With any hopes of contesting games – with or without fans – still weeks away, Major League Baseball is granting its 30 franchises autonomy to determine ticket policies for games already postponed by the COVID-19 pandemic, a move that could potentially enable ticketholders to receive refunds for unplayed games.
An industry official with direct knowledge of MLB's plans said Tuesday the league has determined enough time has passed that teams should be given the option to provide relief for fans who may themselves be financially stretched by the economic devastation wrought by the coronavirus. The official spoke to USA TODAY Sports on condition of anonymity because the plan had not yet been announced.
At the moment, the official said, MLB does not plan on outright cancelling games, given that so much remains unknown about the arc of the pandemic, and the league has multiple contingency plans to make games up should conditions allow.
Yet as of Tuesday, a typical team has already had about 15 games postponed, or nearly 20% of an 81-game schedule. By the end of May – a timeframe now unrealistic for games to begin – about 30 games, or more than a third of a team's home schedule, will be lost.
The ticket booths at Tempe Diablo Stadium, spring home of the Angels. (Photo: Rick Scuteri-USA TODAY Sports)
Until now, the league told teams to treat the lost games as postponements, such as a rainout, for which tickets could be retained for a makeup date or another game. It is opting against a leaguewide refund policy because of the significant variance in ticket policies among individual franchises.
Should teams grant fans the chance to refund their tickets, MLB will become the first major North American sports league to give back ticket revenue due to coronavirus-related postponements. The NBA and NHL each had less than 10 home dates per team when their seasons were suspended in March.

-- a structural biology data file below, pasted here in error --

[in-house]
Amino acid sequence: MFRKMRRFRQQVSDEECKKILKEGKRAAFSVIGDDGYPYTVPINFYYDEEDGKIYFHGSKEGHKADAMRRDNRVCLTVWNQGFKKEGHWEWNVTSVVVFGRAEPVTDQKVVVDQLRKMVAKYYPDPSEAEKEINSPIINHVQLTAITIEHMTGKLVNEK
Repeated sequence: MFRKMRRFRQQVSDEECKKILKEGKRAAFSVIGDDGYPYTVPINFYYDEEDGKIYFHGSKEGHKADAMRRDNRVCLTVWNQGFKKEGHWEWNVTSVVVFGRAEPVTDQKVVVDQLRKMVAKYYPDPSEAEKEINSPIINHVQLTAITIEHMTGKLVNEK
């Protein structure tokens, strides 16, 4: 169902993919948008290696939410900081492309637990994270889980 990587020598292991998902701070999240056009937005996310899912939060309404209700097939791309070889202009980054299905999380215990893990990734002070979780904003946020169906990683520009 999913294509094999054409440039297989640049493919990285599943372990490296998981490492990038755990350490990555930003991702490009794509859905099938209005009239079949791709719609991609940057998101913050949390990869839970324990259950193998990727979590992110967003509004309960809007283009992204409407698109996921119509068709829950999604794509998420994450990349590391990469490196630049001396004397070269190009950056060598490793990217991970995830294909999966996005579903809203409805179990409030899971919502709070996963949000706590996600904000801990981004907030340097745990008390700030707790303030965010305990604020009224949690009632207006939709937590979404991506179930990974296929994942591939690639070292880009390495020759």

As weeks went on and economic uncertainty heightened, consumers grew increasingly impatient with teams – some NBA and NHL franchises continued invoicing for 2020-21 season tickets, even – and a group of baseball fans filed a class-action lawsuit against MLB.
The significant likelihood that MLB will not stage a 162-game season will mark the first time in 25 years a full season will not be contested.
In that span, MLB has navigated around 2001's 9/11 terrorist attacks, devastating hurricanes that forced games to neutral sites and dozens of other unforeseen events to make up almost every postponed game and stage a 162-game championship season. Yet COVID-19, which has now killed more than 55,000 in the U.S. and 200,000 worldwide, proved impossible to outmaneuver.
MLB's maneuver comes nearly seven weeks after its March 12 decision to cancel remaining spring training games and postpone the start of the season by at least two weeks. Since then, the league has been in a crisis-management and contingency mode, conceiving alternate plans to stage its season in singular or limited markets, such as its many spring-training facilities in Arizona or Florida, while keeping players and staff sequestered. Both MLB and the MLB Players' Association expressed willingness to extend the regular season well into October and stage the playoffs deep into November, likely at neutral sites.
But with more than 40 states still under stay-at-home orders as May approaches, and with players requiring at least three weeks to gear back into game shape, the likelihood of a full season dissipated.
This would be baseball's first truncated season since 1995, when it played a 144-game schedule after the 1994-95 labor-related work stoppage.
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